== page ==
Sydney Metro Northwest will officially open to the public on 26 May 2019. The project delivers a number of firsts to Australia, including the first twin cable-stayed bridge of its kind, designed by DesignInc in partnership with Salini Impregilo.
“This is an exciting time for the future of public transport. Thousands of commuters will have access to world-class metro rail,” said Premier of NSW, Gladys Berejiklian. “We have delivered the North West Metro on time and more than $1 billion under budget. This project is the result of hard work, discipline and focus. I want to thank all those involved in delivering this important project.”
Sydney Metro Northwest is a 4.5-kilometre stretch of railway track between Chatswood and Rouse Hill. The project delivers the first fully automated high-speed metro rail system in Australia with eight new railway stations and 4000 commuter parking spaces. DesignInc worked closely with Transport for NSW and Salini Impregilo to deliver the design, documentation and construction services for the civil works, station platforms and viaducts. The design brief required integrated structural and architectural elements to create a high-quality, simple and elegant civic infrastructure that related to its environment and clearly expressed the Sydney Metro Northwest identity.
DesignInc put forward two concepts for the rail bridge spanning 135 metres across Windsor Road: a standard railway bridge and a cable-stayed bridge. The clients chose a cable-stayed bridge that now forms a landmark piece of infrastructure.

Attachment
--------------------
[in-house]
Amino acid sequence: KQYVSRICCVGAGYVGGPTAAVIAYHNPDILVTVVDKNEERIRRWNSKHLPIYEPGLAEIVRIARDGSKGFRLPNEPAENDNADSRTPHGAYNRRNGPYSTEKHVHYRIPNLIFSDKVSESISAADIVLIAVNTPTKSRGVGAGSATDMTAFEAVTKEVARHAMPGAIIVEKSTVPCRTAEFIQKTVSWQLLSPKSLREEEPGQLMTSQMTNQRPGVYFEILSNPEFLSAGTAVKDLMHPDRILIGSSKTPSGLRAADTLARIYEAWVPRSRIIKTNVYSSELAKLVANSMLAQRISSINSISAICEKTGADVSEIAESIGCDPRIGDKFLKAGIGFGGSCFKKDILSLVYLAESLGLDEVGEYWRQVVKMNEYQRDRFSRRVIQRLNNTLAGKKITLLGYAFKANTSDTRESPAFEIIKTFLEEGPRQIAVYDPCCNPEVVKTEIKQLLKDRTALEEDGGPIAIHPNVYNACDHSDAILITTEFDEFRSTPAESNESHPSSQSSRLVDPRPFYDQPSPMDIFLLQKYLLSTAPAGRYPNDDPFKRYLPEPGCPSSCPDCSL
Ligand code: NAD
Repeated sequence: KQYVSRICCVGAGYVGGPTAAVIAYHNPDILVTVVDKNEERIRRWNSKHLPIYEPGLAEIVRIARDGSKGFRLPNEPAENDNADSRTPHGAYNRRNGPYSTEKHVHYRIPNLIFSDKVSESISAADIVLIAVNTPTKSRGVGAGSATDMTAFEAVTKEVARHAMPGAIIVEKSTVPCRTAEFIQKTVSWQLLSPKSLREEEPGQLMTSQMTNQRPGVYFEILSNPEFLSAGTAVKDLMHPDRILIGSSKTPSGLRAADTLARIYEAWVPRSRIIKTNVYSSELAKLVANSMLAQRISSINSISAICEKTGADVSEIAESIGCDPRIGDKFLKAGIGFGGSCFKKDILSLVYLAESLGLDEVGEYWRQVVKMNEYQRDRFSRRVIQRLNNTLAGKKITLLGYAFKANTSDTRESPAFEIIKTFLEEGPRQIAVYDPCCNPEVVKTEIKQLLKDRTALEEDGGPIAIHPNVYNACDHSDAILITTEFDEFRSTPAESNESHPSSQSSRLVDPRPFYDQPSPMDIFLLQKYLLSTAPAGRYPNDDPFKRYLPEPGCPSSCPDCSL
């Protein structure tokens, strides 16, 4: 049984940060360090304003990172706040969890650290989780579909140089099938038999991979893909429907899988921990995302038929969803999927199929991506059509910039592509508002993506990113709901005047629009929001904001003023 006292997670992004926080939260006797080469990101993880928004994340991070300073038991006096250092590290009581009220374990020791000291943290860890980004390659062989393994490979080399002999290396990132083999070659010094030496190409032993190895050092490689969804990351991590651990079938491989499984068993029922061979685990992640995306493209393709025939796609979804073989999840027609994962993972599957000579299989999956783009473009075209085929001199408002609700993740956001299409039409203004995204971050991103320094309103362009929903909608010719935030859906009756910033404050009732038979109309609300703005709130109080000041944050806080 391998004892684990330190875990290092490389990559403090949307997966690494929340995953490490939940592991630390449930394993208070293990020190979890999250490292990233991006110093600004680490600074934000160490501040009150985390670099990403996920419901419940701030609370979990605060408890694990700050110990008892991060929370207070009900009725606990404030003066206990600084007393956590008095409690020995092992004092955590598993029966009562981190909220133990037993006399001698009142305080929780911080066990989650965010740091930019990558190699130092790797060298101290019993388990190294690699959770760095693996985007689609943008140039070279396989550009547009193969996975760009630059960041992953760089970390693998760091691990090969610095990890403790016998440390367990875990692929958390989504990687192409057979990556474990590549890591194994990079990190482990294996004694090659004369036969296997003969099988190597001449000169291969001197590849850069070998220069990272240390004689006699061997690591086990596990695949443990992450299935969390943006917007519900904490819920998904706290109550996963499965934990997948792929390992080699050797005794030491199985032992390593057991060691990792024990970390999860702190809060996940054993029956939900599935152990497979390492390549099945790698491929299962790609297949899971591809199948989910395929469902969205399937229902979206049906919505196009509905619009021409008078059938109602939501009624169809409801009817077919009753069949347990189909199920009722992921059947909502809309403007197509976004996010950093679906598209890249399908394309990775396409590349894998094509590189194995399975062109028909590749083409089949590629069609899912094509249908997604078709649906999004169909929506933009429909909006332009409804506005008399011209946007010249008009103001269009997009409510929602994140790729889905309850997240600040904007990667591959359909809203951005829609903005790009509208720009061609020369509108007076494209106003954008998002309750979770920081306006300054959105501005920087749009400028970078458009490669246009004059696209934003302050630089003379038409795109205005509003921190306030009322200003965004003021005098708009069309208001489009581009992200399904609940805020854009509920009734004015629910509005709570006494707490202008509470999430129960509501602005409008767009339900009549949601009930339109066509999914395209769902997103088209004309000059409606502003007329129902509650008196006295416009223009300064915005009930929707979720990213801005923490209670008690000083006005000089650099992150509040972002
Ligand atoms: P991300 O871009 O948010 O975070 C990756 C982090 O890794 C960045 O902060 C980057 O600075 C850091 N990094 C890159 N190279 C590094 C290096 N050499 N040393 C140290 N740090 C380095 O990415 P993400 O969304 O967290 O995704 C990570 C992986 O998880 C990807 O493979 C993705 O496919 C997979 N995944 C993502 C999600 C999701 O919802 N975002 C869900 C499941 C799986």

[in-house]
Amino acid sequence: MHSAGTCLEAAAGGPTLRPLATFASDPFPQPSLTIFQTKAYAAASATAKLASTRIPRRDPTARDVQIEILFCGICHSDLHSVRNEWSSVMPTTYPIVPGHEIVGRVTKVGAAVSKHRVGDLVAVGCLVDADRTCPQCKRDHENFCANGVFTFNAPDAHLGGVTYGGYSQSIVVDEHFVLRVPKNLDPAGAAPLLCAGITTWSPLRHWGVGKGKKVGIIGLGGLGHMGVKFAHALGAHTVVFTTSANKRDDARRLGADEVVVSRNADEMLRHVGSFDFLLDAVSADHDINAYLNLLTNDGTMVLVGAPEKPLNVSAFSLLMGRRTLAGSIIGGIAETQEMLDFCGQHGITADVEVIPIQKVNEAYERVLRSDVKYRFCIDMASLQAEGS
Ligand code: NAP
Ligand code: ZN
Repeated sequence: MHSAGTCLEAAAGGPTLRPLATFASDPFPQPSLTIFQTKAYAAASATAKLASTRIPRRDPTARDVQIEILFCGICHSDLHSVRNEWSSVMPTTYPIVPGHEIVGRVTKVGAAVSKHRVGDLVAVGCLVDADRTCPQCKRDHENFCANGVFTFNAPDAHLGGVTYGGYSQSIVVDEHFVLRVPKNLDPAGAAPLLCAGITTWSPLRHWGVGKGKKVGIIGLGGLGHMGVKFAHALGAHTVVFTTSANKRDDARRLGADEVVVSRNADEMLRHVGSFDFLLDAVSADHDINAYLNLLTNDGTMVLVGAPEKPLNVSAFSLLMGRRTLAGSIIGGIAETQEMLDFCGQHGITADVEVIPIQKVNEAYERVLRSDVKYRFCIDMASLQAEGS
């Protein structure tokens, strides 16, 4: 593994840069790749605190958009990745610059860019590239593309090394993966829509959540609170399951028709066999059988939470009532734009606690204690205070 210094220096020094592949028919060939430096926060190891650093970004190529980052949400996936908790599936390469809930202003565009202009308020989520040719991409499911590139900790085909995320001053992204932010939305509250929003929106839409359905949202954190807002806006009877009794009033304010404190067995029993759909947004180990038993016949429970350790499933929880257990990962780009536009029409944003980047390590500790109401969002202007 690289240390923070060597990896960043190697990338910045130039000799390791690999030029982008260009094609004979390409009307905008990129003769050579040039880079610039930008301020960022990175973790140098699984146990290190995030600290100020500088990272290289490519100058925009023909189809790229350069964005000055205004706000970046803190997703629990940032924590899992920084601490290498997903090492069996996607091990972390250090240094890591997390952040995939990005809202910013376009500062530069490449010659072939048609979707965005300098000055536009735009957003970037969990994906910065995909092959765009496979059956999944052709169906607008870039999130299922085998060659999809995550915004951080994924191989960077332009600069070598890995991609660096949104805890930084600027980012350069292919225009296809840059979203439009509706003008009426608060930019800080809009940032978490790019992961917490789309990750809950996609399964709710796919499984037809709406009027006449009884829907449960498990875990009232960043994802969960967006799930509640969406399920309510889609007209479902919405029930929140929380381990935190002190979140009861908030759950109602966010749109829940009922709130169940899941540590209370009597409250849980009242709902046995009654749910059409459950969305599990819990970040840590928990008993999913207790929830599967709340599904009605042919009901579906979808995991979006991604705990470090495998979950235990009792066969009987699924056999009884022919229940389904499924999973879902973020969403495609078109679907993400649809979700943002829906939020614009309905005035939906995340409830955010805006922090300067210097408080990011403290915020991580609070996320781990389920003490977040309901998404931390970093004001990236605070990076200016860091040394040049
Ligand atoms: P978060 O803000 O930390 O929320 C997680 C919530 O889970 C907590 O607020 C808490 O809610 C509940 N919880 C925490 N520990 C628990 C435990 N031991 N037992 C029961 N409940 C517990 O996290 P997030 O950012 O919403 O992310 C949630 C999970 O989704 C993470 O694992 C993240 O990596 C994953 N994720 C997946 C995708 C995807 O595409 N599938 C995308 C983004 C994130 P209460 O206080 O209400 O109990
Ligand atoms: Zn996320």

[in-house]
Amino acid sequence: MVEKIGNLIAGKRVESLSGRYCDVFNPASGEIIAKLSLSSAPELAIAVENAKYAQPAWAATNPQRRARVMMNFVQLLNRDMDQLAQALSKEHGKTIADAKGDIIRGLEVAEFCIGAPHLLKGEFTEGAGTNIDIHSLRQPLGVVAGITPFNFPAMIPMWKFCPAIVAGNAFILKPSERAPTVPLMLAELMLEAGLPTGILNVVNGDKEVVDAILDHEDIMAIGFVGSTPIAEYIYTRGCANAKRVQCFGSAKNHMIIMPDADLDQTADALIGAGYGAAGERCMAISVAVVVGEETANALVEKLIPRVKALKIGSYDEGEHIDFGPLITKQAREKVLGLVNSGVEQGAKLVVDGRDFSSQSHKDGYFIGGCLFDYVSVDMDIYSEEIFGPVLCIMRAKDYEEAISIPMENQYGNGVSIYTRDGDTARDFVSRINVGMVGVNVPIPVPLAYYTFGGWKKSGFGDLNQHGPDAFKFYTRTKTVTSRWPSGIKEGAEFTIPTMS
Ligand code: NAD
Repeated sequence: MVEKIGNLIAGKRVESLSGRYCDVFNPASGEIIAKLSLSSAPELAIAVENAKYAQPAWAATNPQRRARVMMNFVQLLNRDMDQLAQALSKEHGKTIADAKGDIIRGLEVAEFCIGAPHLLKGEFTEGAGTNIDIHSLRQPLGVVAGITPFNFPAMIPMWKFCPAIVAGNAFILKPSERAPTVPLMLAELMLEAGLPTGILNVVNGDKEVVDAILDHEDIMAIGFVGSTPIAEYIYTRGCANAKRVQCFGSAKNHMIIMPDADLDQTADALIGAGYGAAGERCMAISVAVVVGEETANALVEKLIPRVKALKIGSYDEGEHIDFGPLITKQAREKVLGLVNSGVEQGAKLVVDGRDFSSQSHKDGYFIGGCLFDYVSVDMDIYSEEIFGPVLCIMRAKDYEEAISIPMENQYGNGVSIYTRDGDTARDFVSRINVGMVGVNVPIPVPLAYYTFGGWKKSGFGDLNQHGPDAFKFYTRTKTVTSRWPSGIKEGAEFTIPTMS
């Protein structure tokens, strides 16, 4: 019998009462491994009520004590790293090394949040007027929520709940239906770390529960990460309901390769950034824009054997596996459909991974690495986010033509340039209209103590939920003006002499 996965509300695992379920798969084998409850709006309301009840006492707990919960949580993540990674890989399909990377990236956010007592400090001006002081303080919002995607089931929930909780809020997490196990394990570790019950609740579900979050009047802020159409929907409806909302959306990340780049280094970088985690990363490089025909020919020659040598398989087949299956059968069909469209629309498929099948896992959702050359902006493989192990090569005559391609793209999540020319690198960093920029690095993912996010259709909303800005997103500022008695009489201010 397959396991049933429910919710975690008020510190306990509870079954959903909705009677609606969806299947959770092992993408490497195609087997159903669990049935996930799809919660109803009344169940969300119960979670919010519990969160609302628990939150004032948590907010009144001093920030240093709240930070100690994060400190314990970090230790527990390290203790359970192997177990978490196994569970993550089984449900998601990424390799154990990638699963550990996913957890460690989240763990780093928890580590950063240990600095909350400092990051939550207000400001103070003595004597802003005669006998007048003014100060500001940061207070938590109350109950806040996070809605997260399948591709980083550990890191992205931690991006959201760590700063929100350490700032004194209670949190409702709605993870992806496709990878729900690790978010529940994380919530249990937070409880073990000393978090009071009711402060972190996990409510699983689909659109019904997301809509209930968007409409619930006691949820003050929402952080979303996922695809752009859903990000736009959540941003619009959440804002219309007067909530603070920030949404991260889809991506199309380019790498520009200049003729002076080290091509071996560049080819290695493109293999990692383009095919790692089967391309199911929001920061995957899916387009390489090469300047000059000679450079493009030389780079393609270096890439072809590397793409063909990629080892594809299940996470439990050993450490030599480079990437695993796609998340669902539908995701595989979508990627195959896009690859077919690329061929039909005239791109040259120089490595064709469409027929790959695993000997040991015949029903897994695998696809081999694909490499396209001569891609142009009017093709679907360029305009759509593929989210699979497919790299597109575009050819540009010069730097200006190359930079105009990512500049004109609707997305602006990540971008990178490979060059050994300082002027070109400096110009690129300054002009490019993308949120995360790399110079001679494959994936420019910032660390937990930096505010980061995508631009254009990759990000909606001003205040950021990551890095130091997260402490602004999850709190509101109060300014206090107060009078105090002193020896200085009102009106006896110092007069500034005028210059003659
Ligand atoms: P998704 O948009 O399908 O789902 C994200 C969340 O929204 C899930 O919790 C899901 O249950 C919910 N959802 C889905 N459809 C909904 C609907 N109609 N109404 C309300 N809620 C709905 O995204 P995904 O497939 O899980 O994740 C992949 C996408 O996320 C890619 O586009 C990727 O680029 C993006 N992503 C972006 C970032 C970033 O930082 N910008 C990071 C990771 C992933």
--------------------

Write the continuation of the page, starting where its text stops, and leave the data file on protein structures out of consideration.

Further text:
“The project was an exercise in pushing the boundaries of what precast concrete can do: the key challenge being to maximise spans whilst maintaining slenderness,” said architect and DesignInc Principal, Cathryn Drew-Bredin.
The viaduct structure includes the 135-metre-long curved twin cable-stayed bridge with a cohesive suite of forms. The piers under the bridge echo those under the viaduct and anchor the 29-metre-tall towers. These are painted steel for ease of construction with a single plane of 32 cables splayed out in a fan arrangement. A crisp white concrete aesthetic enhances the sculptural qualities of the structure and required considerable experimentation and testing to achieve a refined and consistent pre-cast finish.
These final built structures affirm the importance of a strong concept and direction, closely reflecting the original design. DesignInc worked in close partnership Salini Impregilo and SMEC to drive a high-quality outcome and place a high value on design in engineering. “The design of each structure was particularly critical to the end result and clearly benefited from architectural involvement throughout the process,” said Cathryn.
The end result has also been internationally recognised for its innovation and sustainability. US-based Engineering News Record (ENR) awarded it 2018 Project of the Year and 2018 Global Best Project for the railway sector. The independent jury of industry professionals described the bridge as “an elegant and sustainable rail project utilising innovative construction techniques.” Criteria included safety, innovation, contribution to the global community, aesthetic quality and workmanship, with special emphasis on how the global diversity of the project team.
Salini Impregilo also received the highest Infrastructure Sustainability (IS) ratings from Infrastructure Sustainability Council of Australia (ISCA) for the project, placing it among the World-Class Best Practice in Sustainability. ISCA manages Australia’s sole rating system for assessing sustainability of infrastructure projects from an environmental, social, economic and governance perspective.